There’s a reason why President Barack Obama has chosen to put gun control at the top of his second-term agenda. No issue draws as bright a line between the Old America and the New America as the gun issue. It will keep his coalition mobilized – the New America coalition that delivered for him in the election: working women, single mothers, African-Americans, Latinos, Asian-Americans, Jewish and Muslim voters, young people, gays and educated professionals.
Obama paid tribute to the New America in his second Inaugural Address on Monday. “We possess all the qualities,” Obama declared, “that this world without boundaries demands, youth and drive, diversity and openness, of endless capacity for risk and a gift for reinvention.”
Obama insisted “our journey is not complete” until the country finds a “better way to welcome striving hopeful immigrants,” until “our wives, mothers and daughters can earn a living equal to their efforts,” until “our gay brothers and sisters are treated like anyone else under the law” and until all our children – including those on “the quiet lanes of Newtown” – know that they are “always safe from harm.”
According to the January Washington Post-ABC News poll, 68 percent of Democrats do not have a gun in their household. Fifty-nine percent of Republicans do. Among Democrats, 53 percent say passing stricter gun control laws should be given the highest priority; only 19 percent of Republicans feel the same way.
January 4th, 2013
This piece was originally published in The Washington Post.
The collapse of John Boehner’s effort to get his party to rally behind a plan to raise taxes reveals the disarray and disagreement among Republicans. Democrats are urging them to forget about the hard-liners and go back to the negotiating table.
That’s good advice for Democrats as well.
If Democrats play their cards right, a combination of political and demographic forces, and dangerous precipitating events, could create a tipping-point moment, when they can advance their priorities not just on taxes, but also on guns, marriage for gays and lesbians, immigration, and even climate change.
October 16th, 2012
The Presidential & Congressional elections are not the only important votes on the November 2012 ballot. Several states will also ask voters to weigh in on key ballot initiatives that could have national implications. We’ve put together a guide to some of the most important initiatives and referenda below. We’ll update this cheat sheet after the election so that you can see how they fared with voters in their states!
Tags: Abortion, affirmative action, Alabama, Arizona, Arkansas, ballot, California, clean energy, Colorado, Crime, election reform, elections, Florida, gay, Guns, Health Care, Idaho, immigration, Louisiana, marijuana, marriage, Maryland, Massachusetts, Michigan, Minnesota, Missouri, Montana, Oklahoma, Oregon, Politics, Religion, unions, Washington Posted in Social Policy & Politics Program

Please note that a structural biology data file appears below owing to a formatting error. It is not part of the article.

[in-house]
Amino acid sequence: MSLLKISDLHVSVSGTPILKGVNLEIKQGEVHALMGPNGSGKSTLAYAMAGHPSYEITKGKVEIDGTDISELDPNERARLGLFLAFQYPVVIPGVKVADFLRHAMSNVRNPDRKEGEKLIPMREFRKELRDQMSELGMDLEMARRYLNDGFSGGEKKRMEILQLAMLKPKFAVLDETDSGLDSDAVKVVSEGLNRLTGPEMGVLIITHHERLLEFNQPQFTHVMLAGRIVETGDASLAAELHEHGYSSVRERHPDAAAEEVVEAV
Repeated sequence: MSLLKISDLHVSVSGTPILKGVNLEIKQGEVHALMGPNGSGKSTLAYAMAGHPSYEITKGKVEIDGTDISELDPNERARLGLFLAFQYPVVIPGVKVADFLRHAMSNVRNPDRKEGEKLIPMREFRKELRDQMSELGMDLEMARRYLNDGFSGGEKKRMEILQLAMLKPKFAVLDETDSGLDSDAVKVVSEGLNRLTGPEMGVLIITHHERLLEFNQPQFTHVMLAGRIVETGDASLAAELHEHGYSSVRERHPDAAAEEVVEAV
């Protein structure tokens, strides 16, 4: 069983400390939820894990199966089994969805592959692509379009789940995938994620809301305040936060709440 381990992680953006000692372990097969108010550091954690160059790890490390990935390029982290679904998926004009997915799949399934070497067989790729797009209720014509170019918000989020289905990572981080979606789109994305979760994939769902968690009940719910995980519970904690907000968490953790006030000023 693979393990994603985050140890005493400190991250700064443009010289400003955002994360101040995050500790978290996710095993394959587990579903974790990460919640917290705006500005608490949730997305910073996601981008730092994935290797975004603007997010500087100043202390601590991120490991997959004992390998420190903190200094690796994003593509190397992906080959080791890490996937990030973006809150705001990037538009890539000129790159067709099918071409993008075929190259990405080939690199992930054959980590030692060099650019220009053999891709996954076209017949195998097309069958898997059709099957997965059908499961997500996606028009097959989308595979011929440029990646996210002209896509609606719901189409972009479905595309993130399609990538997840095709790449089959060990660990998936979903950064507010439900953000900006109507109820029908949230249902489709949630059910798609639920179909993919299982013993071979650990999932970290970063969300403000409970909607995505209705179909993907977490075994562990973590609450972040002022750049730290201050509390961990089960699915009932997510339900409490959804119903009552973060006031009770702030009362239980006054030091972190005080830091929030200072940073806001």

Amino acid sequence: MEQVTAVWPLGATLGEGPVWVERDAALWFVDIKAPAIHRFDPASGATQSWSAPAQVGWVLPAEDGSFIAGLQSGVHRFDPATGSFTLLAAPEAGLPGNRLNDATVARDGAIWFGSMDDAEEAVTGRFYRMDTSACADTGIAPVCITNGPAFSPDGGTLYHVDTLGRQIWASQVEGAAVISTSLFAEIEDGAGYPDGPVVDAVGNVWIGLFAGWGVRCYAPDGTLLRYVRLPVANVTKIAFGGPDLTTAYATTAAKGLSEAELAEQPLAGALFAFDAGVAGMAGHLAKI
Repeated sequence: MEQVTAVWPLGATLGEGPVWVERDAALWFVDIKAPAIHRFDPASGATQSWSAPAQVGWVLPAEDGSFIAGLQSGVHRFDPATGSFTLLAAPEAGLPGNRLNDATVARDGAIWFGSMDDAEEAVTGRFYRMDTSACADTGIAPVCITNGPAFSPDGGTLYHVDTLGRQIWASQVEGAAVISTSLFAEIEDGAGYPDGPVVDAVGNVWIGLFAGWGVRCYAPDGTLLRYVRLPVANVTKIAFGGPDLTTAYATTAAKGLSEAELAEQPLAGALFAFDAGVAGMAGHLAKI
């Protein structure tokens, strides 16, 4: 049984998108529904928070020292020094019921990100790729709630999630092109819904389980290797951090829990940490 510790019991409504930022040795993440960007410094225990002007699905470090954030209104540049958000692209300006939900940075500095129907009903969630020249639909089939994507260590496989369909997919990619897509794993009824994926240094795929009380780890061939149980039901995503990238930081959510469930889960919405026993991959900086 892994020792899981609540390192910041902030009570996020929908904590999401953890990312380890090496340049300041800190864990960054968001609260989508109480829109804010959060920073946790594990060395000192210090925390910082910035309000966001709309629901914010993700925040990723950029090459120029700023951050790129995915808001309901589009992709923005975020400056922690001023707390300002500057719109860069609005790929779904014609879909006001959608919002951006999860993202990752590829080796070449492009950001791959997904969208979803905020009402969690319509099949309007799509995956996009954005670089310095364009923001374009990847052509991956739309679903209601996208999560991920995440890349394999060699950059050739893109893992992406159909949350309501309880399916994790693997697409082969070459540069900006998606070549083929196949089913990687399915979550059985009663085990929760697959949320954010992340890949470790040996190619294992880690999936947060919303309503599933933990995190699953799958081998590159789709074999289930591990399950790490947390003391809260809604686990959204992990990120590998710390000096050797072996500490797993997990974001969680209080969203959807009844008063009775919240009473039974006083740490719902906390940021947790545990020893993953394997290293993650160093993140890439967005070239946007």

July 23rd, 2012
This piece was originally posted on Politico.
Nothing will happen. That seems to be the consensus among policy experts after the senseless tragedy in Aurora, Colo., last week.
In the past, after sensational instances of gun violence, whether it was a celebrated person getting shot or the massacre of innocent children, we’d see a surge of support for new gun control measures. No longer. We didn’t see much of a policy response to the shooting of Rep. Gabrielle Giffords in Arizona last year or to the shooting of Trayvon Martin in Florida this year.
The National Rifle Association has won. It has succeeded in changing the national discussion from gun control to gun rights. How did that happen?
For one thing, Americans have lost confidence in gun control measures. Gallup has been polling on the issue since 1959. Last October, Gallup reported “support for a variety of gun control measures at historic lows.”
Should there be a law banning the possession of handguns except by the police and other authorized persons? In 1959, 60 percent said yes. In 2011, 26 percent said yes. Should it be illegal to manufacture, sell or possess assault weapons? Last year, for the first time, a majority of Americans said no.
Why the shift? Here’s one reason: By and large, Democrats have stopped talking about the gun issue. It’s too costly for them. In September 1994, the Democratic Congress passed an assault weapons ban and President Bill Clinton signed it. In November 1994, Democrats lost their majority in the House for the first time in 40 years. Clinton said the gun lobby had to lot to do with his party’s defeat.
Since 1994, Democrats have been skittish about the gun issue. The assault weapons ban was allowed to lapse in 2004. Getting it renewed has not been high on President Barack Obama’s agenda.
During the 2004 presidential campaign, I met with a group of voters in West Virginia. West Virginia used to be a solid New Deal Democratic state. The late Sen. Robert Byrd was the embodiment of that tradition. But in the last three presidential elections, West Virginia has gone Republican.
I asked the voters how many of them had health insurance. Only three out of 10 did. I asked them which candidate would be more likely to help the uninsured. Most of them said John Kerry, the Democrat. So were they planning to vote for Kerry? Almost all said no. “Why not?” I asked.
“We hear he wants to take away our guns,” one member of the group said.
“Are your guns more important than your health insurance?” I asked.
“Mister,” one woman replied, “our guns ARE our health insurance.”